In many car accident cases, disputes can arise regarding insurance coverage for certain types of injuries. In Kivitz v. Erie Ins. Exch. (Md. Ct. Spec. App. Apr. 29, 2016), the Court of Special Appeals of Maryland considered whether an automobile insurance policy containing a household exclusion barred the wrongful death claims of the surviving children arising out of a fatal car accident.
The driver in the case was involved in a car accident that resulted in the death of his passenger. The driver and passenger lived at the same residence but were not married. They jointly owned an automobile insurance policy issued by the defendant. The insurance policy contained a household exclusion, which excluded coverage for the passenger’s own injury and death. After the fatal accident, the passenger’s adult children brought their own wrongful death claims against the insurance company, seeking to recover compensation for their mental anguish and loss of consortium. The insurer declined coverage, asserting that the children’s claims were derivative of the passenger’s claims and thus were barred by the household exclusion.
The policy at issue covered the driver’s legal obligations for damages for personal injuries resulting from a covered occurrence. The policy excluded coverage for personal injury to the policyholders themselves, or to adults who resided in the same household as a policyholder. The term “personal injury” was included in the definition of “bodily injury” under the policy. Bodily injury was defined as physical harm, sickness, or disease including mental anguish, care, loss of services, or resulting death.
The court first determined whether the wrongful death claims would be covered as damages for personal injury under the policy, notwithstanding the exclusions. Under a literal reading, the court noted that the passenger unquestionably suffered a bodily injury in the collision. In addition, the passenger’s children’s claims of mental anguish and loss of services also fell within the definition of “bodily injury” under the policy. The court explained that, even though loss of services is not typically regarded as a bodily injury, when an insurance policy specifically defines “bodily injury” to include loss of services, the insurer’s own definition controls the extent of the coverage. Accordingly, the court concluded that both the passenger and her children sustained a personal injury as a result of the automobile accident.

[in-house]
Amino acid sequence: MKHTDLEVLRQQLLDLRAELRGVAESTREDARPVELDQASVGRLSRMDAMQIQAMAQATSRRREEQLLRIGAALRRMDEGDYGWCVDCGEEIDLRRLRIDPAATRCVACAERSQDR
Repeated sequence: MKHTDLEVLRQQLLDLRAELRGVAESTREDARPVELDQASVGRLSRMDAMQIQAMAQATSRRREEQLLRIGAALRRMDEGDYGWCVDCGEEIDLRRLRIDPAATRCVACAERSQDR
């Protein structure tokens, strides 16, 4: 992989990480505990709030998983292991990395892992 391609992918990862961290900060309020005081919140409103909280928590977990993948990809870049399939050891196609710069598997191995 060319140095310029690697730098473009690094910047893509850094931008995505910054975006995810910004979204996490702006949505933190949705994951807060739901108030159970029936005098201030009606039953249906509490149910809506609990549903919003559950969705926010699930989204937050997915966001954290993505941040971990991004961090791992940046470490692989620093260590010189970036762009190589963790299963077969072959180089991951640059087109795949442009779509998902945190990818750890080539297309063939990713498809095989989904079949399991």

Having determined the claims fell within the initial scope of liability coverage, the court went on to examine whether the policy nevertheless excluded coverage for those injuries. Under the policy exclusion for household members, the court concluded that the passenger’s physical harm and resulting death were not covered. However, her adult children were not excluded as household members, and the policy did not limit or exclude derivative claims arising out of another person’s injuries. As a result, the court held that the insurance company was contractually obligated to pay the loss arising out of the children’s claims for which its insured was liable.
If you are involved in a coverage dispute with your insurance company following an automobile accident, a qualified attorney may be able to help. The personal injury lawyers at Foran & Foran, P.A. can represent Maryland plaintiffs in cases against negligent parties. We handle a range of injury claims arising out of car crashes, premises liability, medical malpractice, and more. To discuss your claim with an experienced attorney, call Foran & Foran at (301) 441-2022 or contact us online to schedule an appointment.
More Blog Posts:
Maryland Court Orders Insurance Company to Cover Loss for Wrongful Death Claims Arising Out of Car Accident, Maryland Personal Injury Blog, published August 17, 2016
Maryland Court Affirms Verdict for Plaintiff in Car Accident Case, Maryland Personal Injury Blog, published June 15, 2016